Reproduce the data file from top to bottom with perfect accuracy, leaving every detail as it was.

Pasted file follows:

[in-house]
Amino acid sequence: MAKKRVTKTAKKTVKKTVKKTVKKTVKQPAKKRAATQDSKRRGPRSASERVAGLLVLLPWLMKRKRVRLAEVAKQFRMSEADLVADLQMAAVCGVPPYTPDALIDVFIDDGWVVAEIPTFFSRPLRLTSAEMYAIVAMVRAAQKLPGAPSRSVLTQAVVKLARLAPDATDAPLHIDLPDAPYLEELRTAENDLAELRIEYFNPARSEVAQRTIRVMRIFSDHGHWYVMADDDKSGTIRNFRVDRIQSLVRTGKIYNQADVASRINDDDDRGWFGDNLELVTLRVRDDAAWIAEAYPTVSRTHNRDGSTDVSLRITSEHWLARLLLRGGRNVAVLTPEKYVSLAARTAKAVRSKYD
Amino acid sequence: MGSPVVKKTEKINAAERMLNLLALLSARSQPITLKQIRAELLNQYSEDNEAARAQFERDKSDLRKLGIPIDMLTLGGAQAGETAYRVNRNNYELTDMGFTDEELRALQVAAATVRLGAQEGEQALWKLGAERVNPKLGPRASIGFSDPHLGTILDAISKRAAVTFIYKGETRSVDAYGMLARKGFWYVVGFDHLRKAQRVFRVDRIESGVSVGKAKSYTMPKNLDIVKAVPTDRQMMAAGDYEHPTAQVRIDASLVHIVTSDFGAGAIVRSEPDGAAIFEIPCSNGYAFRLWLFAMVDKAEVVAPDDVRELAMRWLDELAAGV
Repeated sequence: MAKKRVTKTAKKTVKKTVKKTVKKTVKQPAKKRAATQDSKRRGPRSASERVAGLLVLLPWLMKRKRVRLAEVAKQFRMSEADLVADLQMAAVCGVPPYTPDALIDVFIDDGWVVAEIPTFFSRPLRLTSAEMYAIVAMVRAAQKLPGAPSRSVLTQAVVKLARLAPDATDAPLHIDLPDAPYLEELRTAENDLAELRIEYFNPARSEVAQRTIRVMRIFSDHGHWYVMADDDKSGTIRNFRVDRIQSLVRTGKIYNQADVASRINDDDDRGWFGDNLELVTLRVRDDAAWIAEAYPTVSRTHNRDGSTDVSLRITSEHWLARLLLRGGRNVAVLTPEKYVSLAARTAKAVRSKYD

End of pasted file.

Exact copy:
[in-house]
Amino acid sequence: MAKKRVTKTAKKTVKKTVKKTVKKTVKQPAKKRAATQDSKRRGPRSASERVAGLLVLLPWLMKRKRVRLAEVAKQFRMSEADLVADLQMAAVCGVPPYTPDALIDVFIDDGWVVAEIPTFFSRPLRLTSAEMYAIVAMVRAAQKLPGAPSRSVLTQAVVKLARLAPDATDAPLHIDLPDAPYLEELRTAENDLAELRIEYFNPARSEVAQRTIRVMRIFSDHGHWYVMADDDKSGTIRNFRVDRIQSLVRTGKIYNQADVASRINDDDDRGWFGDNLELVTLRVRDDAAWIAEAYPTVSRTHNRDGSTDVSLRITSEHWLARLLLRGGRNVAVLTPEKYVSLAARTAKAVRSKYD
Amino acid sequence: MGSPVVKKTEKINAAERMLNLLALLSARSQPITLKQIRAELLNQYSEDNEAARAQFERDKSDLRKLGIPIDMLTLGGAQAGETAYRVNRNNYELTDMGFTDEELRALQVAAATVRLGAQEGEQALWKLGAERVNPKLGPRASIGFSDPHLGTILDAISKRAAVTFIYKGETRSVDAYGMLARKGFWYVVGFDHLRKAQRVFRVDRIESGVSVGKAKSYTMPKNLDIVKAVPTDRQMMAAGDYEHPTAQVRIDASLVHIVTSDFGAGAIVRSEPDGAAIFEIPCSNGYAFRLWLFAMVDKAEVVAPDDVRELAMRWLDELAAGV
Repeated sequence: MAKKRVTKTAKKTVKKTVKKTVKKTVKQPAKKRAATQDSKRRGPRSASERVAGLLVLLPWLMKRKRVRLAEVAKQFRMSEADLVADLQMAAVCGVPPYTPDALIDVFIDDGWVVAEIPTFFSRPLRLTSAEMYAIVAMVRAAQKLPGAPSRSVLTQAVVKLARLAPDATDAPLHIDLPDAPYLEELRTAENDLAELRIEYFNPARSEVAQRTIRVMRIFSDHGHWYVMADDDKSGTIRNFRVDRIQSLVRTGKIYNQADVASRINDDDDRGWFGDNLELVTLRVRDDAAWIAEAYPTVSRTHNRDGSTDVSLRITSEHWLARLLLRGGRNVAVLTPEKYVSLAARTAKAVRSKYD